We share cycling safety tips from experts for your security while training on the road
Why blog about cycling safety tips? Well, safety while cycling on South African roads is a constant worry for cyclists as well as their families and many Trellidorians fall into that category. The death of well-known mountain biker Burry Stander this year really brought the dangers of training on our roads to the fore. Some of us have friends that have had horrible injuries through vehicle drivers simply not seeing them cycling on the road.
Cycling safety was also top-of-mind when our Trellidor guys were cycling from Jo’burg to Durban with the Rivonia Round Table on their fund raising mission last month, so we thought it would be a good idea to find out about cycling safety tips and how best to minimise the risks while training.
Arrive Alive is a great website for cycling safety tips, and we share some here with you:
Cycling safety tips for forward planning
- Avoid training in darkness as your risk of an accident is 4-5 times higher.
- Be aware that drivers may not see you because they’re blinded by the rising or setting sun.
- Be alert to road surface conditions like pot-holes and debris and don’t ride through puddles as they may be hiding hazards.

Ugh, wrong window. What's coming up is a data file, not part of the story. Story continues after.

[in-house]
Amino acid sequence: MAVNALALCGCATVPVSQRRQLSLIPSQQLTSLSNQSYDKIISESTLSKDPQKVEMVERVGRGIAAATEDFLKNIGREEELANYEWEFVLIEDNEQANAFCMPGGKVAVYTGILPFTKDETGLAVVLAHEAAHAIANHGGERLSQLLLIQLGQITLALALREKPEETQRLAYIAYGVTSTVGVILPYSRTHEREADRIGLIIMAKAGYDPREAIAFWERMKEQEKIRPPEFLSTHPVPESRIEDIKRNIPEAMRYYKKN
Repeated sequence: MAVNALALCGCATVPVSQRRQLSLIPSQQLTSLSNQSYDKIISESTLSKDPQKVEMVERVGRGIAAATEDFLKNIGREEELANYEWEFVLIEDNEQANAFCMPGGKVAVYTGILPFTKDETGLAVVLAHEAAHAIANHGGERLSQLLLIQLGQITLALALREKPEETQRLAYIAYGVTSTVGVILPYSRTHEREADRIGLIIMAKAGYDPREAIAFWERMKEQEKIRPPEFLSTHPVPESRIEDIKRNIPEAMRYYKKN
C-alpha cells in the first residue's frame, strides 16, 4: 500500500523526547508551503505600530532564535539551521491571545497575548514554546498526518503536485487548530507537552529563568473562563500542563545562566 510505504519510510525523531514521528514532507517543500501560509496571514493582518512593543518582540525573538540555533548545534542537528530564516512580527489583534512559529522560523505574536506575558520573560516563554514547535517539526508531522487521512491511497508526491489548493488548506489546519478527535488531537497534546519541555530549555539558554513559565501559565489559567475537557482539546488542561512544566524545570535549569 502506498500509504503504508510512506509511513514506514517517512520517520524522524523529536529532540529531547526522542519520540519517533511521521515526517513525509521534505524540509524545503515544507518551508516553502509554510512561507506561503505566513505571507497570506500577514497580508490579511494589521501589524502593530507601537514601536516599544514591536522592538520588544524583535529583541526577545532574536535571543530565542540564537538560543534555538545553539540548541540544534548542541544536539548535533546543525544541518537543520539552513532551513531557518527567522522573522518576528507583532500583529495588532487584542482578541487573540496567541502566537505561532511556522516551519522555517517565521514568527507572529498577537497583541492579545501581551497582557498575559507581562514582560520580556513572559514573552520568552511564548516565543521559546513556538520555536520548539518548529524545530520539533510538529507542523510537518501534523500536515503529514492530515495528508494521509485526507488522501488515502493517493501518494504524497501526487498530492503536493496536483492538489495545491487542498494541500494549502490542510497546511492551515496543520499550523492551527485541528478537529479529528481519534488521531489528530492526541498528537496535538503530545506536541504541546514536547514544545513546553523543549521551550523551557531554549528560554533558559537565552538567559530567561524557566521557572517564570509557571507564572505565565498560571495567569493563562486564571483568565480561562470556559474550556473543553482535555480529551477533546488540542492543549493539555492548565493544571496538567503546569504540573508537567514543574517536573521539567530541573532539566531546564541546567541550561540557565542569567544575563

- Let your family know when you’re going to train and when to expect you home.
- Carry a charged cell phone for emergencies.
- It is safer to train in a group, but remember the Road Traffic Act regulations governing cycling safety.
Identification bracelets for added cycling safety is a good tip
A very sensible cycling safety tip on the Arrive Alive website is to wear an emergency bracelet. This is vital if you’re in an accident because the bracelet contains information on your medical aid, allergies and emergency contact details, which are a great help to emergency services particularly if you’re knocked unconscious. We found two services that provide this form of identification:
- MedicAlert, who offer a variety of products on their website
- The Pedal Power Association offers members an ICE-ID emergency information band at a discounted price.
Another valuable cycling safety tip: make sure that you are visible
The Pedal Power Association website also has loads of information on cycling safety with some excellent tips for cyclists, so is well worth a visit. One of the most obvious cycling safety tips is to make sure that you are visible when riding on the road. It seems like common sense, but perhaps is overlooked. They suggest that you:
- Fit bright lights to your bike steady white light in front and flashing red light behind the saddle.
- Wear reflective strips or bands around your ankle the motion will attract attention.
- Wear bright coloured kit especially in rainy, misty, overcast or low light conditions.
All the websites mentioned have detailed information on safe cycling gear and riding techniques, all part of staying alive while on the road.
If you have road cycling safety tips to share with your fellow riders on South African roads, please send them to us.
Contributor: Lindy Barry
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